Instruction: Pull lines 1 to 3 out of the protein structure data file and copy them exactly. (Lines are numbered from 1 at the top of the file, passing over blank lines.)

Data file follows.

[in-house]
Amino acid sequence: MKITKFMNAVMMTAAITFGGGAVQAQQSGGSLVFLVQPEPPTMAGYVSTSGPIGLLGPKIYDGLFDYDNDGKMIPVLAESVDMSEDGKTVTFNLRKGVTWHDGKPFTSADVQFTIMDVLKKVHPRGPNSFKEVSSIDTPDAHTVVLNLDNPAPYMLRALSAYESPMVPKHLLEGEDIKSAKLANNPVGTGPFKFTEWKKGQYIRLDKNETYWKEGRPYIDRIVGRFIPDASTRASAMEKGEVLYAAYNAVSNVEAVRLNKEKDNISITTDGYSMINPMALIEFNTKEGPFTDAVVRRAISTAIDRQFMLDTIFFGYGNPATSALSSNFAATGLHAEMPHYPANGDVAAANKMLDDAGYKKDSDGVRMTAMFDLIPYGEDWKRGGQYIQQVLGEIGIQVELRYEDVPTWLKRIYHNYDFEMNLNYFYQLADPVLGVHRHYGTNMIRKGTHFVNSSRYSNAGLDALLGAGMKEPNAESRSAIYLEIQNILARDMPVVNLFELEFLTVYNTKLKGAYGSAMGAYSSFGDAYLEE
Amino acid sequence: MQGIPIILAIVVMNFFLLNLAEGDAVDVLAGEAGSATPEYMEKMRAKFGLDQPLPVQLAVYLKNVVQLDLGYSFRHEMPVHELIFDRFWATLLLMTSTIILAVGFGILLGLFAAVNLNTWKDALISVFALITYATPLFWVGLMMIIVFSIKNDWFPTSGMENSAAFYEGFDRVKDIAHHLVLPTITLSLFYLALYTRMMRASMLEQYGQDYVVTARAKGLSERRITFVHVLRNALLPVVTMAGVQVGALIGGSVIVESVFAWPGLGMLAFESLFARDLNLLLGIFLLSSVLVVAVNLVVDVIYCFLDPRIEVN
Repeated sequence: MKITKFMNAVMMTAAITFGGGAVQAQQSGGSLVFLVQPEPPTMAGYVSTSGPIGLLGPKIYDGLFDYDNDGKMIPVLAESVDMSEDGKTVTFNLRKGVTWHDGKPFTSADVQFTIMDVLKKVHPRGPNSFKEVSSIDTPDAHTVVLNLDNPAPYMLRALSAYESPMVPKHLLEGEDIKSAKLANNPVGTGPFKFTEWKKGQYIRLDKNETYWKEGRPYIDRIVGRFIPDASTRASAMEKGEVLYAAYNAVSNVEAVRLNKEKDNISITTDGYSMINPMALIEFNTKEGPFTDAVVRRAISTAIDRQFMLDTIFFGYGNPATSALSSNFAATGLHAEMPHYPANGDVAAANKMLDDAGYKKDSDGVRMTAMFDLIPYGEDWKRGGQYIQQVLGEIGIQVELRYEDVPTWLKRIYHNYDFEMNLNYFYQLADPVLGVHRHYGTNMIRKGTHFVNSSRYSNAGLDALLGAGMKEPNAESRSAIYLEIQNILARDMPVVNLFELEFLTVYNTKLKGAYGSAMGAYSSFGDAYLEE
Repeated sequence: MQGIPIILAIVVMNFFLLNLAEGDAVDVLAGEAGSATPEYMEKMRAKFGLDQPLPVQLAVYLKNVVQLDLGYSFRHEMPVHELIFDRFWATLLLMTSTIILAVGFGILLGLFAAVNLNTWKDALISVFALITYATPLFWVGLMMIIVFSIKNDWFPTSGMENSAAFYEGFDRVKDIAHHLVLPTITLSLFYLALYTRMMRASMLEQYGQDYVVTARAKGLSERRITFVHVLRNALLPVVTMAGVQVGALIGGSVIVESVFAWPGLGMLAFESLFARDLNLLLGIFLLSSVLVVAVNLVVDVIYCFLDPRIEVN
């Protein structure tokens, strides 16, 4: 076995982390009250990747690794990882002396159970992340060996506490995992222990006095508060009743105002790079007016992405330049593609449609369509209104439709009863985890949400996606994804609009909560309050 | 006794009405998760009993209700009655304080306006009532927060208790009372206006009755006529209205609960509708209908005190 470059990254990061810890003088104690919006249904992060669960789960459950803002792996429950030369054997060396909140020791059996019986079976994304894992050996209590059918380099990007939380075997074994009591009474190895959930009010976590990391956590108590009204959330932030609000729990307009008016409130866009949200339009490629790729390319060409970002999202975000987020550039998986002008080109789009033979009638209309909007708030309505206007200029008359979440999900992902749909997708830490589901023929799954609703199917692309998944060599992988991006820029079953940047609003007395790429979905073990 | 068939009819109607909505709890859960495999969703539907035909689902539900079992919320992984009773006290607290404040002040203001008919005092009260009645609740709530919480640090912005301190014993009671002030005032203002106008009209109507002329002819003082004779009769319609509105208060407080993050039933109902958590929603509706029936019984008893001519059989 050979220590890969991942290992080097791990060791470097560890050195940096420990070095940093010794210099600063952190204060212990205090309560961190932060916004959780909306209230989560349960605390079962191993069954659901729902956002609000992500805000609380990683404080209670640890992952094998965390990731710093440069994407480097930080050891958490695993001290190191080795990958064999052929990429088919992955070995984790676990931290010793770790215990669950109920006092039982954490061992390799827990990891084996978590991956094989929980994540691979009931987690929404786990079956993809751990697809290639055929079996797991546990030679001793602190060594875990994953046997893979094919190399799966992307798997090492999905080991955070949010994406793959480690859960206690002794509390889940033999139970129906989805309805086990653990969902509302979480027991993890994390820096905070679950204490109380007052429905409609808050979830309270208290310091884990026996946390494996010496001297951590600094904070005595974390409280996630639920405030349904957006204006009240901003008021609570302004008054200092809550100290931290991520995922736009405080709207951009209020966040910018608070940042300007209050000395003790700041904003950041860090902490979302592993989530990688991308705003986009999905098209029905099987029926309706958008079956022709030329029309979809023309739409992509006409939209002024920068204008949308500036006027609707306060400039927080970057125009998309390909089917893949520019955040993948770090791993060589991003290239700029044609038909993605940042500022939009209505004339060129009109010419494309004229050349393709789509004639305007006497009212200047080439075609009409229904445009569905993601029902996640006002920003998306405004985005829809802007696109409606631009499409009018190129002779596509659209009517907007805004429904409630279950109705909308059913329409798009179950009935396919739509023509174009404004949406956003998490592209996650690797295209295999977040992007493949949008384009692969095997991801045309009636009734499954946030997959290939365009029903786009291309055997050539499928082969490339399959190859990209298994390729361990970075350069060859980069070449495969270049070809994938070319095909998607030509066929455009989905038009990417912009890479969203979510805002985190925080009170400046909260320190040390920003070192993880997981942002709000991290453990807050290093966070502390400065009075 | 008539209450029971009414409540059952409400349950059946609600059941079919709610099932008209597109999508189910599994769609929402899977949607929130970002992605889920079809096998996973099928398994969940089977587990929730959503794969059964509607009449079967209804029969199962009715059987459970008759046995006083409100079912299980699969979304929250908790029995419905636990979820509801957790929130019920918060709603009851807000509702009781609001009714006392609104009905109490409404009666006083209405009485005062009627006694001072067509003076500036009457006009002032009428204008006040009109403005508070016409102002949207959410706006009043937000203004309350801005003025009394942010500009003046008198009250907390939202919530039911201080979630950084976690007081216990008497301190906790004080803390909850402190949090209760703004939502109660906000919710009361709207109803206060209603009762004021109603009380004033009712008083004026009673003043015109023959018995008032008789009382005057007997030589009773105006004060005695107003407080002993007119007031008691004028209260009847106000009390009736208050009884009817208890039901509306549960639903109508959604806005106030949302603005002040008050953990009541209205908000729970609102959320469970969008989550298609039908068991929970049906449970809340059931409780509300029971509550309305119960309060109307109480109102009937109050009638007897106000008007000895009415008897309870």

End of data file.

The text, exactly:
[in-house]
Amino acid sequence: MKITKFMNAVMMTAAITFGGGAVQAQQSGGSLVFLVQPEPPTMAGYVSTSGPIGLLGPKIYDGLFDYDNDGKMIPVLAESVDMSEDGKTVTFNLRKGVTWHDGKPFTSADVQFTIMDVLKKVHPRGPNSFKEVSSIDTPDAHTVVLNLDNPAPYMLRALSAYESPMVPKHLLEGEDIKSAKLANNPVGTGPFKFTEWKKGQYIRLDKNETYWKEGRPYIDRIVGRFIPDASTRASAMEKGEVLYAAYNAVSNVEAVRLNKEKDNISITTDGYSMINPMALIEFNTKEGPFTDAVVRRAISTAIDRQFMLDTIFFGYGNPATSALSSNFAATGLHAEMPHYPANGDVAAANKMLDDAGYKKDSDGVRMTAMFDLIPYGEDWKRGGQYIQQVLGEIGIQVELRYEDVPTWLKRIYHNYDFEMNLNYFYQLADPVLGVHRHYGTNMIRKGTHFVNSSRYSNAGLDALLGAGMKEPNAESRSAIYLEIQNILARDMPVVNLFELEFLTVYNTKLKGAYGSAMGAYSSFGDAYLEE
Amino acid sequence: MQGIPIILAIVVMNFFLLNLAEGDAVDVLAGEAGSATPEYMEKMRAKFGLDQPLPVQLAVYLKNVVQLDLGYSFRHEMPVHELIFDRFWATLLLMTSTIILAVGFGILLGLFAAVNLNTWKDALISVFALITYATPLFWVGLMMIIVFSIKNDWFPTSGMENSAAFYEGFDRVKDIAHHLVLPTITLSLFYLALYTRMMRASMLEQYGQDYVVTARAKGLSERRITFVHVLRNALLPVVTMAGVQVGALIGGSVIVESVFAWPGLGMLAFESLFARDLNLLLGIFLLSSVLVVAVNLVVDVIYCFLDPRIEVN